Dr Coleman also said secondary contacts of positive cases would no longer have to quarantine.

Travel still restricted, for now

Canberrans may be desperate to get away, but trips to the NSW South Coast and Sydney remain off limits for now.

From today, the ACT government allows travel for non-essential reasons into places within the ACT’s border bubble with New South Wales.

The border bubble was expanded earlier this week to include more communities — among them Cooma, Goulburn, Braidwood, Bombala and Jugiong.

ACT residents can travel within those selected border regions.

Overnight NSW Health lifted travel restrictions on the ACT.

Canberra is no longer considered an area of concern, and people leaving the territory to enter NSW do not need to complete a declaration form, or follow stay-at-home rules.

ACT residents will be subject to the same rules as regional NSW, and cannot yet enter Greater Sydney.

But there is a catch for ACT residents wanting to visit parts of NSW which aren’t in the border bubble.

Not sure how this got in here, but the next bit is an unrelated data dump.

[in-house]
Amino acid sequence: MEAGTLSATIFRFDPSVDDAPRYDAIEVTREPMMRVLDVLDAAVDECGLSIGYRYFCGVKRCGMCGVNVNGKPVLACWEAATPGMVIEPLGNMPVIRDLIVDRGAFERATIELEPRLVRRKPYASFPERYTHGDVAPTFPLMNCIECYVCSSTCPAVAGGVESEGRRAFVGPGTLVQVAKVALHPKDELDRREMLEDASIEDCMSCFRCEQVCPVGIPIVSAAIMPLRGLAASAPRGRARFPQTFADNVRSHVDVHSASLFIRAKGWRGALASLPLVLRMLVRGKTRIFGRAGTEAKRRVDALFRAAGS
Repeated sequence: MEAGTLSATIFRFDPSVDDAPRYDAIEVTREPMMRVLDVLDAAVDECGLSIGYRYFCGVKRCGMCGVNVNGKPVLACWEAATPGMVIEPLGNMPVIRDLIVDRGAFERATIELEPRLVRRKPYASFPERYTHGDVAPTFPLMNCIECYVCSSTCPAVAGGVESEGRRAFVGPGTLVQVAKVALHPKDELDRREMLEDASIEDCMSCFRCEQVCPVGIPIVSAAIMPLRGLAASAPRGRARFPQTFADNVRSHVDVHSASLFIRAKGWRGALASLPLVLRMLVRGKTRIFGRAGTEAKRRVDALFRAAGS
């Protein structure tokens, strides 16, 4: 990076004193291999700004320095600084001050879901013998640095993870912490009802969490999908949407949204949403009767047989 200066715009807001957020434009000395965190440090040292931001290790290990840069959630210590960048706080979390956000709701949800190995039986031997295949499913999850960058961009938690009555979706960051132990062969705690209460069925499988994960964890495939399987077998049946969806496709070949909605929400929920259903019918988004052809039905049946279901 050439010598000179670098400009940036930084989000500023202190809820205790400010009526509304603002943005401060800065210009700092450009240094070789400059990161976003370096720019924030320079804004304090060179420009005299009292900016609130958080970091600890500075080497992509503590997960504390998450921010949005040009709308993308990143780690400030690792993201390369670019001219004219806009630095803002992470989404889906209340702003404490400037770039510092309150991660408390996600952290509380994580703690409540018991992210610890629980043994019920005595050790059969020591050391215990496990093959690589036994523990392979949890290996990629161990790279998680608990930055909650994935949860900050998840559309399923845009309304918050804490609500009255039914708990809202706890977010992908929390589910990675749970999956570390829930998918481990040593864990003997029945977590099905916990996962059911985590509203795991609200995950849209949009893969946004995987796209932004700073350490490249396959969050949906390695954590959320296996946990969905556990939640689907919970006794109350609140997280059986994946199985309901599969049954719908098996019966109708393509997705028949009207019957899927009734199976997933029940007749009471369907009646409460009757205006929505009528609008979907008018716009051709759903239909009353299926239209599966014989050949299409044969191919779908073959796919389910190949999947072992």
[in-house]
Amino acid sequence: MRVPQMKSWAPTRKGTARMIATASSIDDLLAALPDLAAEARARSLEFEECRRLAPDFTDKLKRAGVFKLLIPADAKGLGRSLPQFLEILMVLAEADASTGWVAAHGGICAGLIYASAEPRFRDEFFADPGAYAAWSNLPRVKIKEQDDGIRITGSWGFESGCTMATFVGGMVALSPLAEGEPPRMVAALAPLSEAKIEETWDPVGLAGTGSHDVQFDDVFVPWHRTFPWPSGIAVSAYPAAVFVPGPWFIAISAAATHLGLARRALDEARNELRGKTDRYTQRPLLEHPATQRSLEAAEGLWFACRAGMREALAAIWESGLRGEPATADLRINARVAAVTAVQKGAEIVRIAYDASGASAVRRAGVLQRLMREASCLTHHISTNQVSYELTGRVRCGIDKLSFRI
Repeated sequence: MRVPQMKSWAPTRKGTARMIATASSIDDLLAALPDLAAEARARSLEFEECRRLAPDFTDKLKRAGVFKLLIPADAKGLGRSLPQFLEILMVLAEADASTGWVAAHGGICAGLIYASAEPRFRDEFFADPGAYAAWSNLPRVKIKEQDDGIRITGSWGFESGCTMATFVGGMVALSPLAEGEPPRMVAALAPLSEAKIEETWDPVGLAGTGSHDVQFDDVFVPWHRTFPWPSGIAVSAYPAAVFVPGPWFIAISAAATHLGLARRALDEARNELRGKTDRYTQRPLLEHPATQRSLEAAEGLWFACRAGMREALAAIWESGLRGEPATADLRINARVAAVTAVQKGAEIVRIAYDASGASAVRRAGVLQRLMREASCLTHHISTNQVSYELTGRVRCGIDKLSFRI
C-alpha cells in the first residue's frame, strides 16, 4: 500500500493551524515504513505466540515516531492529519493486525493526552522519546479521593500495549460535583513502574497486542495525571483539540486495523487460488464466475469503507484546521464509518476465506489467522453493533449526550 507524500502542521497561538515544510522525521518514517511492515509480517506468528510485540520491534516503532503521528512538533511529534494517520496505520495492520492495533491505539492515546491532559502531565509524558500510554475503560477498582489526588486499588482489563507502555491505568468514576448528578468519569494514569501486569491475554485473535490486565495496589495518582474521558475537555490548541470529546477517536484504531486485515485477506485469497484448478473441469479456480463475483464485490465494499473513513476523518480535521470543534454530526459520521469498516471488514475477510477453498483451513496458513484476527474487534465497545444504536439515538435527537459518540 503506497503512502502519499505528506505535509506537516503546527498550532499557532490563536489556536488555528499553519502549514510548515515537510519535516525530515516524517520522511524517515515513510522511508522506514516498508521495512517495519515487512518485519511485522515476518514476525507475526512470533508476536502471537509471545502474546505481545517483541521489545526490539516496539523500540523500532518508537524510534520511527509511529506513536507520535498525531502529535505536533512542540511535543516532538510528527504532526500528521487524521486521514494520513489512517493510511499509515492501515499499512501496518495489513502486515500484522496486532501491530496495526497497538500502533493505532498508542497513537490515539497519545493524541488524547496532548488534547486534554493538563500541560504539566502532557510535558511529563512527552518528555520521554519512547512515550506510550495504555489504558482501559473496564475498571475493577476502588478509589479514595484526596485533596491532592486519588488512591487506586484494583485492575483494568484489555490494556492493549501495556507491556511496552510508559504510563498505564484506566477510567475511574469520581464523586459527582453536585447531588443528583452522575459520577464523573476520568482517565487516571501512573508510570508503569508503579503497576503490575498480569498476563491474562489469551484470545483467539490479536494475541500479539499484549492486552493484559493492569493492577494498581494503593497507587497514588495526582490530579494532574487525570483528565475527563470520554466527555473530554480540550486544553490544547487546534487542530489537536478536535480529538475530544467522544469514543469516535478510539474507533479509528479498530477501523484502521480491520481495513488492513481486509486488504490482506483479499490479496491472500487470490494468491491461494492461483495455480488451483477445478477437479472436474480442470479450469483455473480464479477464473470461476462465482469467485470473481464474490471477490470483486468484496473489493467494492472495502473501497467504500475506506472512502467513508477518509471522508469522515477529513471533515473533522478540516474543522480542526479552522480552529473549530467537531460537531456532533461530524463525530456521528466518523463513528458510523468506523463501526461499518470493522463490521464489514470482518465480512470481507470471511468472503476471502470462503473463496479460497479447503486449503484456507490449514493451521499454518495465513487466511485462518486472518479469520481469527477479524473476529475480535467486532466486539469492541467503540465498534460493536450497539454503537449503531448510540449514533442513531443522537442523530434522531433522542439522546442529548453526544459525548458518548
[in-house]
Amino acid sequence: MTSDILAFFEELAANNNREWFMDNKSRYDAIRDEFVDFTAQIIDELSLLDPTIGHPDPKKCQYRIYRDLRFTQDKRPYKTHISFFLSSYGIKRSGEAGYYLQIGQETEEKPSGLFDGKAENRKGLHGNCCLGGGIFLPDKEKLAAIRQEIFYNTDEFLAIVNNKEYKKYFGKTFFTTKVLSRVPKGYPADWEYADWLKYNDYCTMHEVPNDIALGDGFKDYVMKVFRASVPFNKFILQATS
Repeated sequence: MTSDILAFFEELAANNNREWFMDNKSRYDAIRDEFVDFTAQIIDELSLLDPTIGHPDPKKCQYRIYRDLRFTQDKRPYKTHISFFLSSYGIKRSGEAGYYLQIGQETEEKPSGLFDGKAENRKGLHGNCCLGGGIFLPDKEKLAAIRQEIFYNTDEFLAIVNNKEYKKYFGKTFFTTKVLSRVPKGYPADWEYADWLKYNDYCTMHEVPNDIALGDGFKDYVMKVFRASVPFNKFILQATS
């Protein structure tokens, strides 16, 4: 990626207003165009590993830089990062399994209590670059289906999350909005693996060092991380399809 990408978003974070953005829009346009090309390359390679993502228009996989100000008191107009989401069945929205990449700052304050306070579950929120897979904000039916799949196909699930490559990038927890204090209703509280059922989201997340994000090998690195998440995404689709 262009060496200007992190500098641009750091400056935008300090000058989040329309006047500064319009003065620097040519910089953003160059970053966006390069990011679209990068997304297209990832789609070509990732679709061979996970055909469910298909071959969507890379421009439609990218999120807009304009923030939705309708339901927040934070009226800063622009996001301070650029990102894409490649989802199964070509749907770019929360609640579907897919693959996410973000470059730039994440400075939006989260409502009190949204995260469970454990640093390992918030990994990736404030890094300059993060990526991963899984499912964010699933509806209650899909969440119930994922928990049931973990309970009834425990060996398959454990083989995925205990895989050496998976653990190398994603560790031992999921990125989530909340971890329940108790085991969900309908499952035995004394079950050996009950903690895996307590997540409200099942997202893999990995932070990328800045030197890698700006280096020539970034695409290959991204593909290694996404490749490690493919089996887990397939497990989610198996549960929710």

If you want to re-enter the ACT and have been out of the border region, you will need to apply for an exemption before returning home, and quarantine for 14 days.

Keep getting tested, vaccinated

As life slowly becomes less restricted, people with symptoms of COVID-19 are being urged to still get tested to ensure they spend as little time infectious in the community as possible.

“Please, everyone, continue to get tested immediately if you experience any symptoms of COVID 19, or if you have been to a close contact exposure location, whether you are vaccinated or not,” Dr Coleman said.

“Vaccination status makes no difference to you getting tested with symptoms into the future.”

Case numbers are expected to climb, but it’s not yet clear by how much.

With this in mind, the ACT government’s messaging around vaccines hasn’t abated.

More than 74 per cent of the territory’s eligible residents are fully vaccinated against the virus, with the milestone of 99 per cent expected to be reached by the end of November.

But ACT Chief Minister Andrew Barr said yesterday that Canberrans must remain vigilant, to protect those who have not been vaccinated.

“With increased activity and interaction between people, risk and the chance of attracting the virus increases,” Mr Barr said.

“And this is especially the case for the 90,000 eligible Canberrans who have only had one dose of the vaccine and the 70,000 children under 12, who are not yet eligible to be vaccinated.

“Keep wearing your mask, keep washing your hands, and please avoid unnecessary risks.”

Walk-in appointments are now open at the AIS Arena mass vaccination hub until October 24, and Medicare cards aren’t required.

(Original ABC Article)